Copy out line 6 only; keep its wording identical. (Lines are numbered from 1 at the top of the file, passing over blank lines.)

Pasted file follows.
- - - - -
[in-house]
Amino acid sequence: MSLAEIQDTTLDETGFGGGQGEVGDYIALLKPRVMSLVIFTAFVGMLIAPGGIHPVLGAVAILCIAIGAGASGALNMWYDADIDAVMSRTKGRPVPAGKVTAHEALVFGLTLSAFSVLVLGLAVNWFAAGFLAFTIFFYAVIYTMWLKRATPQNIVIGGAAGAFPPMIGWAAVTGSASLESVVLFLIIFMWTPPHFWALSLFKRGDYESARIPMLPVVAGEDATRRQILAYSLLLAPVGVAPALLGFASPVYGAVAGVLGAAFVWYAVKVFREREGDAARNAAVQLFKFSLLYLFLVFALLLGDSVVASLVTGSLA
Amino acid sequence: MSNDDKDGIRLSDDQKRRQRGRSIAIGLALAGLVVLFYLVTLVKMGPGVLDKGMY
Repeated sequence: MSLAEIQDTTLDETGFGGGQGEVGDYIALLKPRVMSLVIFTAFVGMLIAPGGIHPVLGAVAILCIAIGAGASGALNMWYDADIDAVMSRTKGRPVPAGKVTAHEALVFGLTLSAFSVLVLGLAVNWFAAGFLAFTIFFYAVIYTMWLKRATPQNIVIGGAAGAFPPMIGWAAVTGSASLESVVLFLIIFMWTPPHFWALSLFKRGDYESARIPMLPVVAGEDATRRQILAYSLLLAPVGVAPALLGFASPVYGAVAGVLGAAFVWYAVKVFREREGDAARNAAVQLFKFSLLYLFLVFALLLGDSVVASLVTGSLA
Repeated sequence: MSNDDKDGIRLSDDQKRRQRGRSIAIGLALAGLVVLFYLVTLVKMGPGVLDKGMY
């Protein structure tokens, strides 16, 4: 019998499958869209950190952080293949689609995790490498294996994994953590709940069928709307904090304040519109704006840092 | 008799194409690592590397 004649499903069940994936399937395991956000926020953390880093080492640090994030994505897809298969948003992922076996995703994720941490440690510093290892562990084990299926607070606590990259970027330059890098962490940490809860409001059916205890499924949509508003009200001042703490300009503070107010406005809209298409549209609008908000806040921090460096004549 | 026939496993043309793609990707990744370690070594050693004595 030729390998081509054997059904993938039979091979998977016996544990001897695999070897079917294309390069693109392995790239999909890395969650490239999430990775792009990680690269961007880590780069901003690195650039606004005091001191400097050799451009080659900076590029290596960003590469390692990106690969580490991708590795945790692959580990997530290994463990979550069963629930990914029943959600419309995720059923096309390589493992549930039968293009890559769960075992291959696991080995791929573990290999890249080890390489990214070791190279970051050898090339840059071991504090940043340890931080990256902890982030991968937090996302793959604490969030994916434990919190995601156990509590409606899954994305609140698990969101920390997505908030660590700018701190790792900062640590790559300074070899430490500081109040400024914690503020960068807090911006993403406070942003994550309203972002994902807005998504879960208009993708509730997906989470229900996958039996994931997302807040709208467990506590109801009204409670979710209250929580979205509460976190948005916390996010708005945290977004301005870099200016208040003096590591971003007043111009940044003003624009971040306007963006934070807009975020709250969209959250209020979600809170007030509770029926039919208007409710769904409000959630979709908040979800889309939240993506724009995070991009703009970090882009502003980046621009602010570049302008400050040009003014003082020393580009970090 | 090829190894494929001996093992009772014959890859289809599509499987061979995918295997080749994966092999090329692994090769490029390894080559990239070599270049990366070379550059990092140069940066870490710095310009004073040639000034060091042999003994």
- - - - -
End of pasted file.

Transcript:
């Protein structure tokens, strides 16, 4: 019998499958869209950190952080293949689609995790490498294996994994953590709940069928709307904090304040519109704006840092 | 008799194409690592590397 004649499903069940994936399937395991956000926020953390880093080492640090994030994505897809298969948003992922076996995703994720941490440690510093290892562990084990299926607070606590990259970027330059890098962490940490809860409001059916205890499924949509508003009200001042703490300009503070107010406005809209298409549209609008908000806040921090460096004549 | 026939496993043309793609990707990744370690070594050693004595 030729390998081509054997059904993938039979091979998977016996544990001897695999070897079917294309390069693109392995790239999909890395969650490239999430990775792009990680690269961007880590780069901003690195650039606004005091001191400097050799451009080659900076590029290596960003590469390692990106690969580490991708590795945790692959580990997530290994463990979550069963629930990914029943959600419309995720059923096309390589493992549930039968293009890559769960075992291959696991080995791929573990290999890249080890390489990214070791190279970051050898090339840059071991504090940043340890931080990256902890982030991968937090996302793959604490969030994916434990919190995601156990509590409606899954994305609140698990969101920390997505908030660590700018701190790792900062640590790559300074070899430490500081109040400024914690503020960068807090911006993403406070942003994550309203972002994902807005998504879960208009993708509730997906989470229900996958039996994931997302807040709208467990506590109801009204409670979710209250929580979205509460976190948005916390996010708005945290977004301005870099200016208040003096590591971003007043111009940044003003624009971040306007963006934070807009975020709250969209959250209020979600809170007030509770029926039919208007409710769904409000959630979709908040979800889309939240993506724009995070991009703009970090882009502003980046621009602010570049302008400050040009003014003082020393580009970090 | 090829190894494929001996093992009772014959890859289809599509499987061979995918295997080749994966092999090329692994090769490029390894080559990239070599270049990366070379550059990092140069940066870490710095310009004073040639000034060091042999003994």